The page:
When a commercial western advances an ambitious thematic agenda within the inevitable genre tropes, it is perhaps an occasion to pay greater attention to the work at hand, while concurrently such increased scrutiny might also lay bare the deficiencies of the initial ambitions themselves. Such is the case with “Posse”. Kirk Douglas directed, co-produced and stars in this surprisingly underdeveloped western which seems to have an immensity of great ideas on its mind, though it fails to seize upon myriad opportunities to explore any potentialities in a significant way.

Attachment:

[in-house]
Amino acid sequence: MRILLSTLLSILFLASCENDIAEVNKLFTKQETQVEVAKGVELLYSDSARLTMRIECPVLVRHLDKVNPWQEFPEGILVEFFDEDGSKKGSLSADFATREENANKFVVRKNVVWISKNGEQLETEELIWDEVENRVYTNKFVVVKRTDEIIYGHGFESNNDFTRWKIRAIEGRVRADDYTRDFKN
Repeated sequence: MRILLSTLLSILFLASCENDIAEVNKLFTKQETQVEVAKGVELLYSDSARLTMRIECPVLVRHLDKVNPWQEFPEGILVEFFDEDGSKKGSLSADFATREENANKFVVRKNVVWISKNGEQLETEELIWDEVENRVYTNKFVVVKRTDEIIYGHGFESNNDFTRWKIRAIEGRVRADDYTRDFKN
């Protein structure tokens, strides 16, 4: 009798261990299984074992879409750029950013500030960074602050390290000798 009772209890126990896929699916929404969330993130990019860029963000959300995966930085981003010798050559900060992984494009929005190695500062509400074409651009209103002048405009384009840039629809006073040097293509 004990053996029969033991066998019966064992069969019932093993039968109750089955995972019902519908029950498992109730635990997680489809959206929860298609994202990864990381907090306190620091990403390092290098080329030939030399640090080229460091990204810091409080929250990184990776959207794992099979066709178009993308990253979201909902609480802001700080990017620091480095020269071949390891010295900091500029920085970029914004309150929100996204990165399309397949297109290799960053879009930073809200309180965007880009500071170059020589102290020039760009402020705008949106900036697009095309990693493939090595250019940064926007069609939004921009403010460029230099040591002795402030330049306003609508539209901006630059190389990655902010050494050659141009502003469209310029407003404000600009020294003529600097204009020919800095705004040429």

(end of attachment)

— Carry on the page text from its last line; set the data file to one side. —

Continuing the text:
The set-up is relatively simple- celebrated marshal Howard Nightingale (Kirk Douglas) pursues and captures notorious bank robber Jack Strawhorn (Bruce Dern) with the aid of his super posse, incarcerates him briefly (but long enough to drink of enthusiastic political waters) to then transfer the prisoner by rail to certain punishment -though once the capture is made, the true interests of the story emerge with remarkably unsubtle speed, most particularly in the jaundiced view the film presents of the machinations of ambition in manipulating public admiration to shamelessly advance one’s own personal ambitions, especially if that adoration is born from what should be modestly regarded as public service.
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